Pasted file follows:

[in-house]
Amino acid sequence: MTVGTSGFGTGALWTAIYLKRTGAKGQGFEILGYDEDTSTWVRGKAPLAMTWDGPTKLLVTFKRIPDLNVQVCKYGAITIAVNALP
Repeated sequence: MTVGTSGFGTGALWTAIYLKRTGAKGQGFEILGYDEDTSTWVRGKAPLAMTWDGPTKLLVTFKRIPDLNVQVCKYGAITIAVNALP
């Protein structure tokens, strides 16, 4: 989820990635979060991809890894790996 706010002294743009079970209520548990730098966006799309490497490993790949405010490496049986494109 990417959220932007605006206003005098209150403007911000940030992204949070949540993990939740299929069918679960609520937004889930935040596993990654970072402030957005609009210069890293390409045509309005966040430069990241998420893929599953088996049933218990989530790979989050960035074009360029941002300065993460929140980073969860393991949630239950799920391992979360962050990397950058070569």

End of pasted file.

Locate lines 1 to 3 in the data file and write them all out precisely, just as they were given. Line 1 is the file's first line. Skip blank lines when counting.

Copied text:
[in-house]
Amino acid sequence: MTVGTSGFGTGALWTAIYLKRTGAKGQGFEILGYDEDTSTWVRGKAPLAMTWDGPTKLLVTFKRIPDLNVQVCKYGAITIAVNALP
Repeated sequence: MTVGTSGFGTGALWTAIYLKRTGAKGQGFEILGYDEDTSTWVRGKAPLAMTWDGPTKLLVTFKRIPDLNVQVCKYGAITIAVNALP